An Editor that Skips to the End of a Def

Jason M Barnes json.barnes at
Wed Sep 26 05:25:46 CEST 2007

Warning: Religion follows:

On 9/25/07, Lawrence D'Oliveiro <ldo at geek-central.gen.new_zealand> wrote:
> In message <slrnffhe9g.2db.hat at>, A.T.Hofkamp wrote:
> > On 2007-09-25, Lawrence D'Oliveiro <ldo at geek-central.gen.new_zealand>
> > wrote:
> >
> >> Why does it "choose" to modify your position when you exit insert mode?
> >
> > Try to insert 1 character in the middle of a line. You'll end up at the
> > same position. Now press 'j' (one line down), then '.' (do it again).
> > I believe that's why.
> >
> > Great when you have nicely formatted columns of code underneath each
> > other.
> It's strange, but in nearly 30 years of writing code in dozens of different
> languages, I've never felt the urge to line up my code in columns. Never.
> (Apart from assembly language, which I suspect you don't want to hear
> about.)
> > The cost of that power is a command/insert mode and a steep learning
> > curve.
> That's another issue, that of ROI. Having learnt the vi/vim keystrokes, what
> does that enable you to do? Use vi/vim, and that's it. Whereas I've found
> other situations where subsets of Emacs keystrokes are recognized, such as
> anything that uses GNU readline (including the Python console--see, this IS
> relevant to Python after all), and pico/nano. These are all extra goodies
> that are to be found on the way up the Emacs learning curve.

Off the top of my head, I can think of a few vim commands that have
come in handy.  I can search through a webpage in Firefox by using the
same '/' search command that vim has.  The movement keys (h,j,k,l) are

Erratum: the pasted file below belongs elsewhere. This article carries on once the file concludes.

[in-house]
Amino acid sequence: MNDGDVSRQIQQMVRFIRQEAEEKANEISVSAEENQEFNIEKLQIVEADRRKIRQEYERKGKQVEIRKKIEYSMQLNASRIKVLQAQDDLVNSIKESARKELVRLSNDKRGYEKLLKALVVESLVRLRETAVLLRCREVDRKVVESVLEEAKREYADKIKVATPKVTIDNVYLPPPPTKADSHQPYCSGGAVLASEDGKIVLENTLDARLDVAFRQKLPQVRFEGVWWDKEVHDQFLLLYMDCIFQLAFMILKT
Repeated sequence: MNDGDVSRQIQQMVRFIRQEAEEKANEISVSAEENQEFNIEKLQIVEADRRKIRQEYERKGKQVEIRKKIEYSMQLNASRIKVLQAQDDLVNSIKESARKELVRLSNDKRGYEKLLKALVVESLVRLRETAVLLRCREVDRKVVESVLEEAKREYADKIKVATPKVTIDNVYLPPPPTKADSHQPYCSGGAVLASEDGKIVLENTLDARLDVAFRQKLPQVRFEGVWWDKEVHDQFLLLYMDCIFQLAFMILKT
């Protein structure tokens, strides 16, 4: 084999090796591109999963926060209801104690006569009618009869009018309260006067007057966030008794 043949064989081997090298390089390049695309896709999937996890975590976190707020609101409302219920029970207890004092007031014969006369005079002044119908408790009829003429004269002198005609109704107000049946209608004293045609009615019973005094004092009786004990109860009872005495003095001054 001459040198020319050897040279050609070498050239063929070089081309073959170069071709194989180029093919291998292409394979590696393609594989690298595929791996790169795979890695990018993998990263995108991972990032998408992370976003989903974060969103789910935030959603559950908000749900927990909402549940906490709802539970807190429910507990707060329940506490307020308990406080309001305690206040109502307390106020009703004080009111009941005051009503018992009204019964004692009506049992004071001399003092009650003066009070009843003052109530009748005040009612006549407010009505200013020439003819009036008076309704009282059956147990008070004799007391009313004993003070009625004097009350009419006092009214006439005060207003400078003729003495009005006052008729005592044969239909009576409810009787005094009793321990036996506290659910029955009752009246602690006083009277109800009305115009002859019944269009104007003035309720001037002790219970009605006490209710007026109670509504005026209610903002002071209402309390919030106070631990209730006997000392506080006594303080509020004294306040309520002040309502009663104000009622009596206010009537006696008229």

the same as in any paging program I've ever used.  Not to mention that
I learned regexes by learning 's/regex/replacement' first :-)
> > For example, ever wondered why you on earth you need CTL-C and CTL-V to
> > copy/paste? Why not simply select with the mouse, then right-click to
> > paste?
> Or better still, why not allow both?
> >> And the downside is that the largest single proportion of those commands
> >> end up being variations on "enter insert mode". Because most of the
> >> keystrokes you enter during an editing session are in fact text to be
> >> input into the file, not commands to manipulate that text. So in a modal
> >> editor, having to
> >
> > Depends on what you are doing. When entering new code, yes. When
> > maintaining code, no (lots of small changes).
> Making lots of small changes is even worse--it means you're jumping into
> insert mode for shorter times, more frequently.

If you're making lots of small changes, then you shouldn't be jumping
into insert mode at all, IMO.
> And that's when you discover something else: that how you delete text in
> vi/vim differs, depending on whether it's something you just inserted while
> currently in insert mode, or whether it was there from before you last
> entered insert mode: in the former case, you use backspace to delete, in
> the latter case, you can't use backspace, you have to use "X". What does
> backspace do when not in insert mode? It just moves you through the text.
> What does the forward-delete key do? In both modes, it actually deletes
> text!

Actually, vim always deletes the same way regardless of when it was
inserted -- one of the many *improvements* over vi.

That's my religion anyway ;-), but I thought this was a python mailing list ;-)

> At least with Emacs, text is text--it doesn't matter when it was inserted,
> it still behaves the same way.
> --

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